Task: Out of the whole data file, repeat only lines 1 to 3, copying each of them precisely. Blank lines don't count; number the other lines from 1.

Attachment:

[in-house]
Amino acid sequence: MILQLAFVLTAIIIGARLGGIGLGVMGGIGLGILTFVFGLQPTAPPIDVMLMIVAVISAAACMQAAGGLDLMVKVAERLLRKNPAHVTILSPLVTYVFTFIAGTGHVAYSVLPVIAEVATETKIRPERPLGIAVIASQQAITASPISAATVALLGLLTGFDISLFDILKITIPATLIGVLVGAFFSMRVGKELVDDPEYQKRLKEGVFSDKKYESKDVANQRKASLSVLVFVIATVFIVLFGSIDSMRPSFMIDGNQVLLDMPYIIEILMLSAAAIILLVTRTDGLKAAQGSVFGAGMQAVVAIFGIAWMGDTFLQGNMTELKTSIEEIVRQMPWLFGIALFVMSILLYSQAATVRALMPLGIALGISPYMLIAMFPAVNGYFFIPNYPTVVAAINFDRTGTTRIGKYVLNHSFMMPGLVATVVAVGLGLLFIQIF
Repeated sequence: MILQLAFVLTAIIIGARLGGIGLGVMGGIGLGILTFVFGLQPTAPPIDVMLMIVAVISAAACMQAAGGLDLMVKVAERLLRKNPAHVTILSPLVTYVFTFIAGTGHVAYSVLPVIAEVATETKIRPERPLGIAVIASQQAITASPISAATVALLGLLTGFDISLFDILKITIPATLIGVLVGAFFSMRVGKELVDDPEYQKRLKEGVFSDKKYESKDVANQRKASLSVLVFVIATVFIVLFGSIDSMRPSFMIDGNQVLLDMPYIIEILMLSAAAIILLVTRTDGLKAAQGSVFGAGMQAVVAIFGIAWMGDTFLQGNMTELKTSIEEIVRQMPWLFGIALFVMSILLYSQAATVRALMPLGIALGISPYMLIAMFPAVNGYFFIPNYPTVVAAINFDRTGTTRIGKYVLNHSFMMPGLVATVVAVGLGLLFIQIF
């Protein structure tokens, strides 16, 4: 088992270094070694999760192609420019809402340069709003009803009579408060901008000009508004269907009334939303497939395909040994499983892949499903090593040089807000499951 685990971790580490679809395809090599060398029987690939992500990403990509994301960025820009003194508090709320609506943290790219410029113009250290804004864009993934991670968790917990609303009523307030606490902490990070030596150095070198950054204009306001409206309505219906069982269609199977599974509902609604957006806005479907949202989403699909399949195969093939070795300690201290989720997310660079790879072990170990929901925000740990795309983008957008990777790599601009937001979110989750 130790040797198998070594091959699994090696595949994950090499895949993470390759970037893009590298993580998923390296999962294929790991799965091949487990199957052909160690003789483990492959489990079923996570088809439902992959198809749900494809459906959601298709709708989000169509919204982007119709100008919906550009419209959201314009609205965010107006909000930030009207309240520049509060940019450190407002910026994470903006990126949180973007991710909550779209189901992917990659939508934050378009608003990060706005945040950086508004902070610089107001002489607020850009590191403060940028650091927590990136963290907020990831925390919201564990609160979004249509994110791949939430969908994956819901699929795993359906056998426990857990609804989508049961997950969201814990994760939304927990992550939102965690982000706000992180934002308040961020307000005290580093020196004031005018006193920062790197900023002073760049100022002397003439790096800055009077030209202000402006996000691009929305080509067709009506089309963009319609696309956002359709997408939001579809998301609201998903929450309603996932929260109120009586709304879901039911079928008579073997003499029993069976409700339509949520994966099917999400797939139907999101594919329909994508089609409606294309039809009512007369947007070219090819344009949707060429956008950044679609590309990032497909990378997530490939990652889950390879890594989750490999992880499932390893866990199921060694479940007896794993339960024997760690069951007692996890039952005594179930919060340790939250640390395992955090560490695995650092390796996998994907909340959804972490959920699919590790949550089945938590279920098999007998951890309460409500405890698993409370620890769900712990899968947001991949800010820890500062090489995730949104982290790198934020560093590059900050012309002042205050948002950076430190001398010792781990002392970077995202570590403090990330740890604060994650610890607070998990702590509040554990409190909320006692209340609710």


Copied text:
[in-house]
Amino acid sequence: MILQLAFVLTAIIIGARLGGIGLGVMGGIGLGILTFVFGLQPTAPPIDVMLMIVAVISAAACMQAAGGLDLMVKVAERLLRKNPAHVTILSPLVTYVFTFIAGTGHVAYSVLPVIAEVATETKIRPERPLGIAVIASQQAITASPISAATVALLGLLTGFDISLFDILKITIPATLIGVLVGAFFSMRVGKELVDDPEYQKRLKEGVFSDKKYESKDVANQRKASLSVLVFVIATVFIVLFGSIDSMRPSFMIDGNQVLLDMPYIIEILMLSAAAIILLVTRTDGLKAAQGSVFGAGMQAVVAIFGIAWMGDTFLQGNMTELKTSIEEIVRQMPWLFGIALFVMSILLYSQAATVRALMPLGIALGISPYMLIAMFPAVNGYFFIPNYPTVVAAINFDRTGTTRIGKYVLNHSFMMPGLVATVVAVGLGLLFIQIF
Repeated sequence: MILQLAFVLTAIIIGARLGGIGLGVMGGIGLGILTFVFGLQPTAPPIDVMLMIVAVISAAACMQAAGGLDLMVKVAERLLRKNPAHVTILSPLVTYVFTFIAGTGHVAYSVLPVIAEVATETKIRPERPLGIAVIASQQAITASPISAATVALLGLLTGFDISLFDILKITIPATLIGVLVGAFFSMRVGKELVDDPEYQKRLKEGVFSDKKYESKDVANQRKASLSVLVFVIATVFIVLFGSIDSMRPSFMIDGNQVLLDMPYIIEILMLSAAAIILLVTRTDGLKAAQGSVFGAGMQAVVAIFGIAWMGDTFLQGNMTELKTSIEEIVRQMPWLFGIALFVMSILLYSQAATVRALMPLGIALGISPYMLIAMFPAVNGYFFIPNYPTVVAAINFDRTGTTRIGKYVLNHSFMMPGLVATVVAVGLGLLFIQIF